"Globalization & the Role of African Languages for Devt."

Don Osborn dzo at bisharat.net
Sun Feb 24 06:23:44 UTC 2008


Thanks for the feedback. I think there are several things going on in such
situations (apart from the particular tragic events in Kenya recently).

 

It is not uncommon that the ways people use a language shared by some but
not all in a particular setting might give those who don't speak it the
feeling of exclusion. A lot depends on how the languages are used, the
speakers' behavior, etc., and is not inherent to multilingualism or its
expression. On the other hand, I have noticed in West Africa a tendency to
shift languages if necessary to include someone coming into a discussion, or
else someone does a quick translation. 

 

The notion of keeping some languages away, down and out of the picture for
whatever reason may have more costs than is realized. They don't go away so
easily, and while relegated to the margins not only serve less good than
they might, but perhaps serve as vehicles for continuing prejudice or worse.


 

There was a news item about radio broadcasts in various local languages in
Kenya inciting hatred and violence.* The solution of course would not be to
curtail use of these languages, but to use those same tongues and the terms,
metaphors and cultural references that are part of them to counter negative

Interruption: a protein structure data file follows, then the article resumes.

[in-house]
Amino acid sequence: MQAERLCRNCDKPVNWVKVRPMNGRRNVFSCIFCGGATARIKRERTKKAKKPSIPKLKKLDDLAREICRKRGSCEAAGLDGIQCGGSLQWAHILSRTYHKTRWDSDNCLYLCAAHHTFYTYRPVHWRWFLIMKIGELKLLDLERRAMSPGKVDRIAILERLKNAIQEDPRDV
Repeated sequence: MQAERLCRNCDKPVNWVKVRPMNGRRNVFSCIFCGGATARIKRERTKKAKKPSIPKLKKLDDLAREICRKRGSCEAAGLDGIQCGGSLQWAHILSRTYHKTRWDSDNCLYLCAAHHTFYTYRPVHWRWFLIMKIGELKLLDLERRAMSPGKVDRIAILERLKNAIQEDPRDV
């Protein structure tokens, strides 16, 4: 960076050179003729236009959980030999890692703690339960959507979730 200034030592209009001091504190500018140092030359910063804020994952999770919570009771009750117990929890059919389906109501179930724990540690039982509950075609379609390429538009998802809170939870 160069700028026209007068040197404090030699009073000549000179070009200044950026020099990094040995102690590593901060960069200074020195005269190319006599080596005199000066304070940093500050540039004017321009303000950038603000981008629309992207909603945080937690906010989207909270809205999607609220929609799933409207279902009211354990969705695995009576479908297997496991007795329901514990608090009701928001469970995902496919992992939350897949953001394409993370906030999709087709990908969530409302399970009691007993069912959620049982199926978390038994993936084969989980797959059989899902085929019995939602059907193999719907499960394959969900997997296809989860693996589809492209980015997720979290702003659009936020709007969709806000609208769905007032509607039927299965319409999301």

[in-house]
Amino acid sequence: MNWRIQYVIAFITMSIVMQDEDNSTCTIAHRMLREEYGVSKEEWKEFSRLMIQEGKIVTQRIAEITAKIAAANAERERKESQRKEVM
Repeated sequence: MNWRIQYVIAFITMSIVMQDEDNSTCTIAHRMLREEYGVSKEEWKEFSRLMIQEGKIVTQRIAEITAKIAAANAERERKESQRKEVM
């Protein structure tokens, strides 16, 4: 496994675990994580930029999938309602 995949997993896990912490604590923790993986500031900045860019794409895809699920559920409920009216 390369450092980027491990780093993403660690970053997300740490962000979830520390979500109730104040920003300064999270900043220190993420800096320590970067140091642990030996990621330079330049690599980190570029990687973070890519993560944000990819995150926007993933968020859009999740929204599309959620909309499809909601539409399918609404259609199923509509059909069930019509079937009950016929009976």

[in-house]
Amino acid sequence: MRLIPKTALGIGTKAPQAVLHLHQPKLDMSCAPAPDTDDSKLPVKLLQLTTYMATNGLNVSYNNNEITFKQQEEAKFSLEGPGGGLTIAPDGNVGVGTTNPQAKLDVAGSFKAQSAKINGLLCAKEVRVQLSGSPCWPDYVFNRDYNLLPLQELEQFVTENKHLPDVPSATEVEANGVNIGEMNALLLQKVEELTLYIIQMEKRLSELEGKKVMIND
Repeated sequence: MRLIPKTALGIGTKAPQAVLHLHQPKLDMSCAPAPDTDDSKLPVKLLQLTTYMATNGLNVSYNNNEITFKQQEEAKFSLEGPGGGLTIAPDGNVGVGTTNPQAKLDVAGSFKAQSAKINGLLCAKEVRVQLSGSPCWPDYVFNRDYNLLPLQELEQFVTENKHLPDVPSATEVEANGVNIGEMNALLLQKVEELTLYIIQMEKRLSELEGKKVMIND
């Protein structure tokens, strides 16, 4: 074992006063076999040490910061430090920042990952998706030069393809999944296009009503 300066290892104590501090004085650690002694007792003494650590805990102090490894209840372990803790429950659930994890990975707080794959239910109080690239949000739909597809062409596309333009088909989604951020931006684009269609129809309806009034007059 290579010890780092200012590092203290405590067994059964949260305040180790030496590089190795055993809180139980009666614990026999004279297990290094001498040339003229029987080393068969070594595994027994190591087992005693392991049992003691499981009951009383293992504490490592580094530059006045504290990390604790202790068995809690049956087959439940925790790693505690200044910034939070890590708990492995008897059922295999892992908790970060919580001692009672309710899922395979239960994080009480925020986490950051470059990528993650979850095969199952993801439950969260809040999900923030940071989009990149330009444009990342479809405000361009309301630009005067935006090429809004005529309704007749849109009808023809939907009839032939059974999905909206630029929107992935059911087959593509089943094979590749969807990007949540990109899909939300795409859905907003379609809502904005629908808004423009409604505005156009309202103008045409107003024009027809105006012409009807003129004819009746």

messages with more positive messages.

 

Part of the hope of language development, as I see it, is to seize the high
ground for more positive and constructive discourse, preferably before you
get to the point of such radio broadcasts.

 

One other note re perceptions of language and linguistic diversity in
Africa: Nigerian linguist Ayo Bamgbose has written of the twin fallacies of
language policies on the continent: that multilingualism always divides and
that one language always unites. The assumption that language necessarily
divide is strong enough that one article from Tanzania a last year referred
to the genocide in Rwanda as being between groups speaking different
languages,** which of course it was not.

 

Maybe the issue at the water cooler in Kenya - or in places of work in the
US - should not be how to keep people from speaking certain languages, but
rather encouraging tolerance on the one hand and politeness (at the risk of
sounding quaint) on the other. Acceptance of linguistic diversity and
consideration of others' feelings in social settings go together. The coming
together in Kenya may be difficult after what has happened, but is
suppressing use of languages really an ideal element of reconciliation or
could there be other ways, especially for the longer term?

 

This view of linguistic pluralism from Uganda in 2005 may be of interest***
:

 

"From my experience with East and Southern African cities, Kampala and
Johannesburg are the more culturally plural, that is in terms of language
diversity. With inhabitants freely expressing themselves in any of their
languages that they deem fit, rather than being constrained to relate to
each other in one State-imposed lingua franca. And this is a strength that
adds to the cosmopolitan outlook and cultural tolerance of these two post
conflict societies.

 

"On the other hand, the language policies of a number of our neighbours,
notably Sudan with Arabic and Kenya and Tanzania with Kiswahili, have led to